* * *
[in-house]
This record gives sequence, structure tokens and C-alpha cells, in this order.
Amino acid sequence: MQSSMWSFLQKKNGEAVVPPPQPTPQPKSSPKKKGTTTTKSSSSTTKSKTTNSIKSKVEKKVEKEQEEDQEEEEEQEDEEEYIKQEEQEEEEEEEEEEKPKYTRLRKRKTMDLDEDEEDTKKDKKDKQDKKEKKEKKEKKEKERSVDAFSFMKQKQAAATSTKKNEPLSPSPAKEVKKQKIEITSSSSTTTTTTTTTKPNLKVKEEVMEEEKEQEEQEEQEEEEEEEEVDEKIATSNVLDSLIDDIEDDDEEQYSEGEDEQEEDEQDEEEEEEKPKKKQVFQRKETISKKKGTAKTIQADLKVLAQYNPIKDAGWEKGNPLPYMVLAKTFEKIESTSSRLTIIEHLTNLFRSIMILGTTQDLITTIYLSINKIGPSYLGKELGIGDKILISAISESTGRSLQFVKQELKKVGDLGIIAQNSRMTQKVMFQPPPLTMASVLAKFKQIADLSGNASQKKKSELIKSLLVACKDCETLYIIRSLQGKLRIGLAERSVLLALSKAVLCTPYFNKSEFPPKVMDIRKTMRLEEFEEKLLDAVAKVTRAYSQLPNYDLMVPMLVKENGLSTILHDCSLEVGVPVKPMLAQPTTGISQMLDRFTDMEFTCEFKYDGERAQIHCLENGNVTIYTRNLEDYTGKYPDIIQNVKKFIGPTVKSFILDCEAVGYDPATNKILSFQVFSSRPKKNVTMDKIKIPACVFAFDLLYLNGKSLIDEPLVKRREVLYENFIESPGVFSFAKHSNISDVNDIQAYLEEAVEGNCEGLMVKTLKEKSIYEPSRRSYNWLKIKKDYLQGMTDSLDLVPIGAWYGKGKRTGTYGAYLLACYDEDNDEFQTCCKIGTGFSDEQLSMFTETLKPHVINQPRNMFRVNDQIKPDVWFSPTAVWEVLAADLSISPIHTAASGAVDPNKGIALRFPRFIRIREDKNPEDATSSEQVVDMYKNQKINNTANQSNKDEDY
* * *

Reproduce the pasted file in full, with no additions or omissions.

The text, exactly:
[in-house]
This record gives sequence, structure tokens and C-alpha cells, in this order.
Amino acid sequence: MQSSMWSFLQKKNGEAVVPPPQPTPQPKSSPKKKGTTTTKSSSSTTKSKTTNSIKSKVEKKVEKEQEEDQEEEEEQEDEEEYIKQEEQEEEEEEEEEEKPKYTRLRKRKTMDLDEDEEDTKKDKKDKQDKKEKKEKKEKKEKERSVDAFSFMKQKQAAATSTKKNEPLSPSPAKEVKKQKIEITSSSSTTTTTTTTTKPNLKVKEEVMEEEKEQEEQEEQEEEEEEEEVDEKIATSNVLDSLIDDIEDDDEEQYSEGEDEQEEDEQDEEEEEEKPKKKQVFQRKETISKKKGTAKTIQADLKVLAQYNPIKDAGWEKGNPLPYMVLAKTFEKIESTSSRLTIIEHLTNLFRSIMILGTTQDLITTIYLSINKIGPSYLGKELGIGDKILISAISESTGRSLQFVKQELKKVGDLGIIAQNSRMTQKVMFQPPPLTMASVLAKFKQIADLSGNASQKKKSELIKSLLVACKDCETLYIIRSLQGKLRIGLAERSVLLALSKAVLCTPYFNKSEFPPKVMDIRKTMRLEEFEEKLLDAVAKVTRAYSQLPNYDLMVPMLVKENGLSTILHDCSLEVGVPVKPMLAQPTTGISQMLDRFTDMEFTCEFKYDGERAQIHCLENGNVTIYTRNLEDYTGKYPDIIQNVKKFIGPTVKSFILDCEAVGYDPATNKILSFQVFSSRPKKNVTMDKIKIPACVFAFDLLYLNGKSLIDEPLVKRREVLYENFIESPGVFSFAKHSNISDVNDIQAYLEEAVEGNCEGLMVKTLKEKSIYEPSRRSYNWLKIKKDYLQGMTDSLDLVPIGAWYGKGKRTGTYGAYLLACYDEDNDEFQTCCKIGTGFSDEQLSMFTETLKPHVINQPRNMFRVNDQIKPDVWFSPTAVWEVLAADLSISPIHTAASGAVDPNKGIALRFPRFIRIREDKNPEDATSSEQVVDMYKNQKINNTANQSNKDEDY